Choir dress for deacons

In Paul Turner's Blog by Paul Turner

Q: I used your blog’s search function to try to find an answer to this question and failed, so I apologize if you have already answered it in an earlier post.

I know that deacons should normally be vested in alb and stole (and, optionally but often preferably, dalmatic) at Mass and should carry out at least some of their liturgical roles. Sometimes, however, deacons attend a particular Mass in choir dress for whatever reason. Unless I am grievously mistaken, to attend in choir dress, deacons may wear either a surplice (always over a cassock) or an alb (cassock optional) as choir dress. 

When priests attend Mass in choir dress, I see that that they normally put on and wear a stole at certain times: for receiving and distributing Communion, for preaching the homily, and (at a priestly ordination) for exchanging the sign of peace with the newly ordained priest(s). There may also be other times that I have not noticed or had a chance to witness. 

When (if ever) does a deacon wear his stole during Mass if he is attending in choir dress?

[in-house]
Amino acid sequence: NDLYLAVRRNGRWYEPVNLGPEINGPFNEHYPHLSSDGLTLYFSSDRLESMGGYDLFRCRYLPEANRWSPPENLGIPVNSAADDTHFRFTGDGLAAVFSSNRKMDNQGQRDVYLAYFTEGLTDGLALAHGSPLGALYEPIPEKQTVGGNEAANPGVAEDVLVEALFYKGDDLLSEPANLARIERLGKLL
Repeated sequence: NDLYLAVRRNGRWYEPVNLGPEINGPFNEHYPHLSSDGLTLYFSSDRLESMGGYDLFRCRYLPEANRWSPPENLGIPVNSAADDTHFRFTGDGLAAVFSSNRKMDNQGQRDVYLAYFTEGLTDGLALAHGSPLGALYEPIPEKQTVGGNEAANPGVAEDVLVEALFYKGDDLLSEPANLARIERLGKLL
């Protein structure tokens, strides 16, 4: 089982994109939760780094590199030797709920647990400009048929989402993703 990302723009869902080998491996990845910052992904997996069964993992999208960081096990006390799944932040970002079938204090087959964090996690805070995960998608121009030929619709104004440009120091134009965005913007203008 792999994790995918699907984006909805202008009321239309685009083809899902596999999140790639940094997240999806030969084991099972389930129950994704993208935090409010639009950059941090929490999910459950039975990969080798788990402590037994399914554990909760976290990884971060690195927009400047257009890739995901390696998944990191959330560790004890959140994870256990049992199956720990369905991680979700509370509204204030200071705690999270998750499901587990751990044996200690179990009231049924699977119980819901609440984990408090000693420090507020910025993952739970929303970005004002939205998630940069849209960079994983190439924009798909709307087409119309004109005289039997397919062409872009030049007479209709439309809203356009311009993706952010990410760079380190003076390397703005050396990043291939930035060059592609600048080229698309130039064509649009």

A: Thanks for checking the search function on my blog. I use it a lot too.

The Ceremonial of Bishops says that priests who do not concelebrate wear choir dress if they are prelates or canons, but cassock and surplice if they are not (66). It also says that deacons wear a dalmatic over the alb and stole, but the dalmatic may be omitted out of necessity or for less solemnity (67).

Like you, I have witnessed priests in cassock and surplice putting on and taking off stoles at certain points of certain ceremonies. I have never found any rubric in any liturgical book to justify this. I also see no reference to choir dress for deacons. The CB presumes that they are at least wearing alb and stole.

My conclusion from CB 66 and 67 is that non-concelebrating priests are not to wear a stole, and that vested deacons are always to wear at least an alb and stole.

But I welcome comments from others who follow the blog if they can shed more light on this question.